Holden is stepping up pressure on the federal Coalition to commit to funding for the car industry over the next decade, with a warning it could follow Ford out of Australia.
The company announced this week it would attempt to slash wages at its manufacturing plants.
On Wednesday, managing director Mike Devereux also indicated the company's future in the country was not certain if government funding was not locked in over a long period.
Coalition industry spokeswoman Sophie Mirabella, who has been in discussions with Mr Devereux, said if Tony Abbott won the federal election, she was confident the car industry would survive.
Under the Gillard government's assistance scheme, $1.5 billion will be paid out between 2011 and 2015, and a further $1 billion over the following five years.
The Coalition will cut the first round of funding to $1 billion, but it has also pledged to leave the second round of funding in place, while simultaneously promising to hold a Productivity Commission review into car manufacturing. This has caused some doubts within the auto industry over the money.
Ms Mirabella said Labor's plan to save the car industry had not worked.
"Ford has gone under their watch, when they've given more and more money to the car industry," she said.
"We think there can be a viable auto sector, but there needs to be a change in funding guidelines to look at long-term viability of the industry."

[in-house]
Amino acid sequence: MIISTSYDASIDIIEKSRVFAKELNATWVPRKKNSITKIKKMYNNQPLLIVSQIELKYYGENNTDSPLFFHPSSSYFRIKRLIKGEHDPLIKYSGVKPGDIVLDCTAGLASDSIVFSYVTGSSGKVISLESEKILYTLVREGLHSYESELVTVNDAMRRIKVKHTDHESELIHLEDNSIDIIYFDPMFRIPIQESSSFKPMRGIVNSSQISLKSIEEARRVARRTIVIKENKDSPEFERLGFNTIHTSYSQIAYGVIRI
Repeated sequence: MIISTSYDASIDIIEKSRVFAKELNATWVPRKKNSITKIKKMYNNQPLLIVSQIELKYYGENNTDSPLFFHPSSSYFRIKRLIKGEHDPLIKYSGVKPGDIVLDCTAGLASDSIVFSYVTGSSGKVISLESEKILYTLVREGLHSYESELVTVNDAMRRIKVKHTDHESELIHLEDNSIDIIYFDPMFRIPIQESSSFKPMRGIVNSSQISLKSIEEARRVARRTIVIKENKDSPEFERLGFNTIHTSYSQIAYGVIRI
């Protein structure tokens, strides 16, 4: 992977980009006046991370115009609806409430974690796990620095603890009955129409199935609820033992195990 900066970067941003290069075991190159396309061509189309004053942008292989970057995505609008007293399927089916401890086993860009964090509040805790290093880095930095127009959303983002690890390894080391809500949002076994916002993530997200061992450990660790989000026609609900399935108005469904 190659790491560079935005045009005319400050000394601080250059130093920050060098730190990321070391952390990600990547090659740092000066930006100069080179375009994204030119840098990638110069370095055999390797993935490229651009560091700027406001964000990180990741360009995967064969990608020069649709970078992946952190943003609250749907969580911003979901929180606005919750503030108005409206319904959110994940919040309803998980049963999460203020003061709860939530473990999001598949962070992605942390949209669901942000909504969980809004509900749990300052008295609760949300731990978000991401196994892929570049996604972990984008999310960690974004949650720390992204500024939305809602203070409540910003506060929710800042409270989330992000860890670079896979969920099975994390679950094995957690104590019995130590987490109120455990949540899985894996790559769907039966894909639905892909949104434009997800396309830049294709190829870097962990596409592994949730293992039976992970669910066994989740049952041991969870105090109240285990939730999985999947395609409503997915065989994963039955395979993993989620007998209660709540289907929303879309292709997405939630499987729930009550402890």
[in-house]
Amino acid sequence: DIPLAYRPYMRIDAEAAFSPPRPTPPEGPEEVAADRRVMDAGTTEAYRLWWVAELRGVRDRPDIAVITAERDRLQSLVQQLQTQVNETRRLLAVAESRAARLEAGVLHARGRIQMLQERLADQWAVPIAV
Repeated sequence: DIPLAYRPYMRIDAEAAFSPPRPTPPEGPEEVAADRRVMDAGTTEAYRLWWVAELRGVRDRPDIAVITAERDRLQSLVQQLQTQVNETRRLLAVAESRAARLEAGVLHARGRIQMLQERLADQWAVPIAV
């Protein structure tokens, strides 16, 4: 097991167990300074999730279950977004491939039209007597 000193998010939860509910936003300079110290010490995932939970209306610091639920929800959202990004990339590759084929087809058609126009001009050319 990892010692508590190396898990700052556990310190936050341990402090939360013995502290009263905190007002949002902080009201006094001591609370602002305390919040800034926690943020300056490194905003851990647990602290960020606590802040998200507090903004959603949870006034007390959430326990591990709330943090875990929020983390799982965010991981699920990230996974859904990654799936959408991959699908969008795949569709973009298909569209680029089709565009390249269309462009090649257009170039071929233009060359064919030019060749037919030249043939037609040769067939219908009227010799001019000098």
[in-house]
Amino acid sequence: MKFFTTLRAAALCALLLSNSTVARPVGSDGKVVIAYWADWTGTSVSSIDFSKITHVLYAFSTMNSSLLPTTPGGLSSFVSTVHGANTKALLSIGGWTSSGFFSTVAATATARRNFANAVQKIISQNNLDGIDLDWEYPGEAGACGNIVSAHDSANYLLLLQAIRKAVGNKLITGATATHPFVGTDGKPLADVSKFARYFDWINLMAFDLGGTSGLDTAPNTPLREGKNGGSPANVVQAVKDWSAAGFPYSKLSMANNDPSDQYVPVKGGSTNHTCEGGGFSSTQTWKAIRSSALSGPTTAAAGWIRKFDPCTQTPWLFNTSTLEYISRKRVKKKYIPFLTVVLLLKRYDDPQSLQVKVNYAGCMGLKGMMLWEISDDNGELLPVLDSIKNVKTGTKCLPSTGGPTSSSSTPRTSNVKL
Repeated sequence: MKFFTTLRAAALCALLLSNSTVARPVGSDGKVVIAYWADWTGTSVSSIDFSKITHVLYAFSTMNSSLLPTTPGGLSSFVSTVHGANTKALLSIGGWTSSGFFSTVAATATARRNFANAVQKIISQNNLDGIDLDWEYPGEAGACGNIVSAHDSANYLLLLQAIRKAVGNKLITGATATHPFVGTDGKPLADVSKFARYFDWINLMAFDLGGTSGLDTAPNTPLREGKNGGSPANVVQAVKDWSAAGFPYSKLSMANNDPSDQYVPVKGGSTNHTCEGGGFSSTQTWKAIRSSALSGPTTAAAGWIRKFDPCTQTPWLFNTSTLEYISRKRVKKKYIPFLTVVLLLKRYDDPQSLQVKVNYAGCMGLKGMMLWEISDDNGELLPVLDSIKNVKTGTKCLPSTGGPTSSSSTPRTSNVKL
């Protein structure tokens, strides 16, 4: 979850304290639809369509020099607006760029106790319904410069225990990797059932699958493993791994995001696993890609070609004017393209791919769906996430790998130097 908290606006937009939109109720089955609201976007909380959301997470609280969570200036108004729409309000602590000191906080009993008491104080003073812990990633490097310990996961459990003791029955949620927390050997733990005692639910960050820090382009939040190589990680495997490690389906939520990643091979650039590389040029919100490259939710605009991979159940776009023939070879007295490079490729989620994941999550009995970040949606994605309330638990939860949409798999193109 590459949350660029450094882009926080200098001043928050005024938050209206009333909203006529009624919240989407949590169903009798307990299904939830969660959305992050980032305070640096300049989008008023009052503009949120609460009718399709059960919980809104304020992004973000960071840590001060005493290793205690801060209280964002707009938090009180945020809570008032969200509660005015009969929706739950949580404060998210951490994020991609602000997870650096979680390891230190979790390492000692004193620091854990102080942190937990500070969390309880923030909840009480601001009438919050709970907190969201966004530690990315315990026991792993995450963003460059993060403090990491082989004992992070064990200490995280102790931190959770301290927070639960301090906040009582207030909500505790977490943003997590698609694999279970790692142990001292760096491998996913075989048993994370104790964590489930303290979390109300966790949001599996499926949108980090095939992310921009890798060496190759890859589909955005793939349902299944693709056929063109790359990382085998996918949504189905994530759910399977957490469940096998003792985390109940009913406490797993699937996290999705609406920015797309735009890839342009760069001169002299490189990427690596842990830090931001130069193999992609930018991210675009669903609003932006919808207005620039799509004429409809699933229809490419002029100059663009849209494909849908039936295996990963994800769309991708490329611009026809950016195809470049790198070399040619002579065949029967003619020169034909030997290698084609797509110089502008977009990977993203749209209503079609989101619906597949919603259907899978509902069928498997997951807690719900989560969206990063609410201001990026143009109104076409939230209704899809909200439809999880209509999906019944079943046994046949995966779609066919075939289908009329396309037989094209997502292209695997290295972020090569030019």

She said "no car company has said to me they are going to leave the country because we have reduced the fund by $500 million".
Following a funding pledge from federal and state governments last year, Holden said it would spend $1 billion on its Adelaide plant. But Mr Devereux said this was not certain. "Some people think that we have already been given money to do that investment but that is a prospective investment that we have not made."
He said the long lead-times of the car industry meant Holden needed certainty for the next decade on government funding.
The company is poised to start investing in its new Adelaide plant by the end of this year to help manufacture new-model Cruze and Commodore vehicles, but wants guaranteed funding until about 2022 before it begins spending the money.
Other industry figures said if Holden believed there was a risk to funding from the federal government, the company would simply walk away from production in Australia and import vehicles, because this would be more profitable.
The national secretary of the Australian Manufacturing Workers Union's vehicles division, Dave Smith, said: "If [car makers] can't lock in the required government funding from a Coalition government ... they will leave Australia."